In a recent disability discrimination case, the Seventh Circuit ruled that the Equal Employment Opportunity Commission (“EEOC”) is not entitled to a new trial against AutoZone because it failed to prove that the employee it represented was qualified for her job. EEOC v. AutoZone, Inc., 7th Cir., No. 15-1753 (January 4, 2016). Affirming a jury verdict in favor of AutoZone, the Court found that there was sufficient evidence to find that the employee, who had a permanent 15-pound lifting restriction, could not perform the essential functions of her position as an AutoZone parts sales manager (“PSM”).
Margaret Zych began working at an AutoZone retail store in Wisconsin in 2005. In 2007, she injured her right shoulder. She underwent treatment for this injury for the next two years, and AutoZone accommodated her lifting restrictions. In June 2009, Zych’s doctor permanently restricted her from lifting anything with her right arm that weighed over 15 pounds. A month later, AutoZone terminated Zych’s employment because it could not accommodate this permanent restriction.
The EEOC sued AutoZone on Zych’s behalf for failure to accommodate her restriction in violation of the Americans with Disabilities Act (“ADA”), 42 U.S.C. 12101 et seq. Under the ADA, the EEOC had to show three elements: (1) Zych was a qualified individual with a disability; (2) AutoZone was aware of her disability; and (3) AutoZone failed to reasonably accommodate Zych’s disability. Id. After a five-day trial, the jury found that the EEOC failed to prove the first element.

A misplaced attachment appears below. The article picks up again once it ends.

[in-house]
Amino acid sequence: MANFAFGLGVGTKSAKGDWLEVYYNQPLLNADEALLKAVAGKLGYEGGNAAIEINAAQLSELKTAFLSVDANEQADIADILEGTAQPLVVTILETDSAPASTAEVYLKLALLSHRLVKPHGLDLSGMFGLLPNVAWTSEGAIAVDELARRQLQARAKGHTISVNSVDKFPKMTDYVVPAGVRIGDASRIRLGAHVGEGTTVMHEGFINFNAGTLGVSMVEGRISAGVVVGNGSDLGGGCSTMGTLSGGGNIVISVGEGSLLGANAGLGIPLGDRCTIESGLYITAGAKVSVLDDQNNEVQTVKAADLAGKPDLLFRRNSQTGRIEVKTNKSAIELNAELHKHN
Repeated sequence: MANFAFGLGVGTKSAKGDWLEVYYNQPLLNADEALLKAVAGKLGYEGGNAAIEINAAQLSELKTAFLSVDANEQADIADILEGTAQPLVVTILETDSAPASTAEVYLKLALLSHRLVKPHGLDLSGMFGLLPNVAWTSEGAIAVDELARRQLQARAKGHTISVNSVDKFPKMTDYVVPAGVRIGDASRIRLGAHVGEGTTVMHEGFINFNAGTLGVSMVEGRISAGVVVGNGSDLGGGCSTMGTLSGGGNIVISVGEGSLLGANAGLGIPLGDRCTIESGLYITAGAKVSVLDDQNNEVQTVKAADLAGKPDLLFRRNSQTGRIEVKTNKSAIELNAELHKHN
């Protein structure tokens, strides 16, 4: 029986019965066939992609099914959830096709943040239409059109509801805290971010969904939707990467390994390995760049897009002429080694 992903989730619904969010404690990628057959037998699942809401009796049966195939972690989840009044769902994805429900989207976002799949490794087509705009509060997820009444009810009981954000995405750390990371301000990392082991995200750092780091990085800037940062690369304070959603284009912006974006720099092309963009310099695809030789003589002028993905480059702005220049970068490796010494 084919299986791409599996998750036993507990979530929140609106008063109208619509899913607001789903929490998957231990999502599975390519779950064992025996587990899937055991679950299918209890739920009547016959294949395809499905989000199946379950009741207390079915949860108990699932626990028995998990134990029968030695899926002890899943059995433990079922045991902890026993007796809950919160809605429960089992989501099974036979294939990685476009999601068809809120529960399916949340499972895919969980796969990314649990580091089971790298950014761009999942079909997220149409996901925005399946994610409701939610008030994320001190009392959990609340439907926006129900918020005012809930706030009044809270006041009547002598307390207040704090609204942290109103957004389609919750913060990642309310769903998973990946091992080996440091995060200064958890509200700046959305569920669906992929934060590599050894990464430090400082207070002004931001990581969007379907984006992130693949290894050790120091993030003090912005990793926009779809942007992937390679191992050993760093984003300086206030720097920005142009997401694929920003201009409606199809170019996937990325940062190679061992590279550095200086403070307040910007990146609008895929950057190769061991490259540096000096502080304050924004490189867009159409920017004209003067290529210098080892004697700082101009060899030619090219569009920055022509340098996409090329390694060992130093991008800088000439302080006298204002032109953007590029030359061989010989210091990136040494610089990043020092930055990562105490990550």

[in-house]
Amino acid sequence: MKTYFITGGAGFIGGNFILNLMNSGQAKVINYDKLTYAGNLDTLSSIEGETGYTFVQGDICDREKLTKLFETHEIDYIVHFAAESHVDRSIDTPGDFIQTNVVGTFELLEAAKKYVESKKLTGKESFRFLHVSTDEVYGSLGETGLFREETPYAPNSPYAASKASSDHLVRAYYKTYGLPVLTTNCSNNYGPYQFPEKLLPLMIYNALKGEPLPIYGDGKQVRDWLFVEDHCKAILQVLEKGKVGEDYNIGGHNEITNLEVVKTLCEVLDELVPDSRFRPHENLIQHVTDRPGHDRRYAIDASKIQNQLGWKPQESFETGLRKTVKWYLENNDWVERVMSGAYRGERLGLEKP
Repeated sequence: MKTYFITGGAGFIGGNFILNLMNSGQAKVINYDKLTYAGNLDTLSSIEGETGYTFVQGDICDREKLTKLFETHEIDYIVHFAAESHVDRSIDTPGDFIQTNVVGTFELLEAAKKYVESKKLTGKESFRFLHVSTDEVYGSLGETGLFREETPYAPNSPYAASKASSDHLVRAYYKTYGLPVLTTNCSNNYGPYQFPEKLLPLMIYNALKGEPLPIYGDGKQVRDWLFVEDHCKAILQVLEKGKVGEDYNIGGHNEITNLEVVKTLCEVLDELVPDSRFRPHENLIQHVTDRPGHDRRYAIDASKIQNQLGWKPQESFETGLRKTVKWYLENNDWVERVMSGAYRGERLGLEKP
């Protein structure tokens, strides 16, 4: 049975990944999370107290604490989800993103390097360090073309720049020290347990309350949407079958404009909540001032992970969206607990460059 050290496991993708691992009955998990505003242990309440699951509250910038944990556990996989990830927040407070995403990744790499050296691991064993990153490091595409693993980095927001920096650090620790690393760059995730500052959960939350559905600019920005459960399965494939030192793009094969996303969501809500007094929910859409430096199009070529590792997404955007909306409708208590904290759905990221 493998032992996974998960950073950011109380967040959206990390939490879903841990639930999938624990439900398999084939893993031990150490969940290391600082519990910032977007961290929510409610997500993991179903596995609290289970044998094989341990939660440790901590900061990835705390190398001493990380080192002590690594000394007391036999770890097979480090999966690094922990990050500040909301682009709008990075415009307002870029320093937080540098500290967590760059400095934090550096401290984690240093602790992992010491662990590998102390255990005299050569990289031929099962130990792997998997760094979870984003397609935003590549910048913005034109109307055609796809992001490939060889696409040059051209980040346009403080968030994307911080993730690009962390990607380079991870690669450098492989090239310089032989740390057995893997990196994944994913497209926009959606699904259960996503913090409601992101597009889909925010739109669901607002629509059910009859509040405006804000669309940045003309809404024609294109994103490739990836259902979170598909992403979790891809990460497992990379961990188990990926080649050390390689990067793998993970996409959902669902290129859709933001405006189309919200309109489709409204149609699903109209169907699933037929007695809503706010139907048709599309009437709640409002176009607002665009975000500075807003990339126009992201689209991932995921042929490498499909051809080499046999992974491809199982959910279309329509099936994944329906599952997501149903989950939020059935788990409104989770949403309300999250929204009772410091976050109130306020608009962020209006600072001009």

In affirming the verdict, the Seventh Circuit noted that, under the ADA, a qualified individual must be able to perform the “essential functions” of the job. Id. These are the fundamental duties of the position, as opposed to the marginal functions. Op. at 3. Although the EEOC argued that lifting items was a marginal function, evidence at trial revealed that PSMs lift items at least 30 times a day, regularly retrieve items for customers that are between 25 to 75 pounds, and routinely restock supplies over 15 pounds from delivery trucks. Additionally, the PSM job description states that the employee “frequently” lifts items that are up to 75 pounds. The Court therefore found that the jury reasonably could conclude that lifting items over 15 pounds was an essential function of Zych’s position, rendering her not qualified for an accommodation under the ADA.
Interestingly, the EEOC also argued that it should have been allowed to present a “team concept” instruction to the jury. Under this theory, the EEOC asserted that if employees work in a team, the fact that one team member cannot perform all the functions assigned to the team does not mean that he or she cannot perform her essential functions. The EEOC stated that this theory applies because AutoZone presents itself as “teamwork”-based and rates employees on teamwork criteria in performance evaluations. The Court rejected this argument, finding that it is common for employers to promote cooperation among employees by using teamwork as a basis for evaluation. Concluding that an accommodation for Zych under this theory would delegate all of her essential functions to another employee, the Court hit the brakes on the EEOC’s case.